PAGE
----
I have been having issues with numbness in the left hand. After treatment I experienced almost complete relief. I really enjoyed the one on one service that I get, and even after my results I continue to go for maintenance and relaxation. – ML
Chronic numbness or paresthesia is due to inhibition of the nervous system and is from direct obstruction or damage to a nerve. We’re all familiar with the pins-and-needles feeling of falling asleep on a limb, but in chronic numb conditions this sensation can persist along with itching, pain, and muscle spasm. Perhaps the most common condition that results in obstruction of a nerve is carpal tunnel syndrome (CTS), which presents with numbness in the thumb and first two fingers (not numbness in the pinky finger, which is often mistaken as CTS).
East Asian Medicine (EAM) looks at numbness as primarily the result of dampness or blood stasis. EAM theory sees dampness as fluid in the body that isn’t performing any useful function – this would be very similar to congestion or inflammation that is causing obstruction of a nerve. Blood stasis is a bit more difficult to define, and is usually thought of as a blockage in the small capillaries of the body. In the case of numbness it is more similar to old physical trauma that never properly cleared up.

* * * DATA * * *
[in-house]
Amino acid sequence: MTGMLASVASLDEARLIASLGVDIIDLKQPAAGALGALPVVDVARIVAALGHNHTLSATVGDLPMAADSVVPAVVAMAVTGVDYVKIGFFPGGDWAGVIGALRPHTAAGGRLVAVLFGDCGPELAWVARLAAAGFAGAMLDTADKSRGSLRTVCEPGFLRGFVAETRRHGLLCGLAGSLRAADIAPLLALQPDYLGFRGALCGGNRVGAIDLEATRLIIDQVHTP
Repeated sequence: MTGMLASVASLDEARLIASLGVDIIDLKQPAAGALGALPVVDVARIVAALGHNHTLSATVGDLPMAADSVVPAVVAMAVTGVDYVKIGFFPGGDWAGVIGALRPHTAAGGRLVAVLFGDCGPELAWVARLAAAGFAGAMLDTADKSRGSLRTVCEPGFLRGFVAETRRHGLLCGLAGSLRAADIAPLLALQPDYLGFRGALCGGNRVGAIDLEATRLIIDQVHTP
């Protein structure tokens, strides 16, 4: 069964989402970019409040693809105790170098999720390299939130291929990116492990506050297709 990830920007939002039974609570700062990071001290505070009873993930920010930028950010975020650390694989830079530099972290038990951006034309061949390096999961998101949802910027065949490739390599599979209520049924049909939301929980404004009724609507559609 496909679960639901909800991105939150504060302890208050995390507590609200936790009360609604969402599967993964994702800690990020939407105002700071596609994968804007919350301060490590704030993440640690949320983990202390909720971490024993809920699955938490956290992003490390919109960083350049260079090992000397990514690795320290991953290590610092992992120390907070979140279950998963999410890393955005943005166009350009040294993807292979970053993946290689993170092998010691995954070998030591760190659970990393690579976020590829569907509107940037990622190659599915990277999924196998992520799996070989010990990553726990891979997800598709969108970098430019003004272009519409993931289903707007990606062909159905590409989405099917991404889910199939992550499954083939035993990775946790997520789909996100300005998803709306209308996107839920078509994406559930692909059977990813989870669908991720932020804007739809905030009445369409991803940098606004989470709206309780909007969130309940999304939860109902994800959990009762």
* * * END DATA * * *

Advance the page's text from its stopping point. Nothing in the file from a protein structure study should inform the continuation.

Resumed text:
Numbness that is due to damage of a nerve at the spinal cord, or from constriction around the spinal cord will cause numbness in the entire section of the body that nerve innervates (its dermatome – see images for a map). In this case, treatment should be aimed at and around the spine. But for areas of numbness that are smaller than a full dermatome or cross dermatomes, treatment should be aimed elsewhere, to address trauma, relieve constriction, or promote nerve growth.
There are a number of treatment approaches for numbness that are unique to acupuncture practice. Most obvious is inserting needles around the nerve root close to the spine for cases of numbness that clearly follow a dermatome. For numbness that isn’t due to a problem at the nerve root, a technique known as plum blossom needling may be used, or also shallow needling along the surface of the skin around the numb area. This method helps to promote nerve regrowth and training, and can help to stop itchiness or pain in cases where it is present. Acupuncturists are also likely to burn mugwort in a technique known as moxabustion to promote blood circulation and break inflammatory cycles. This last strategy is to help the body from a holistic perspective rather than treating numbness directly.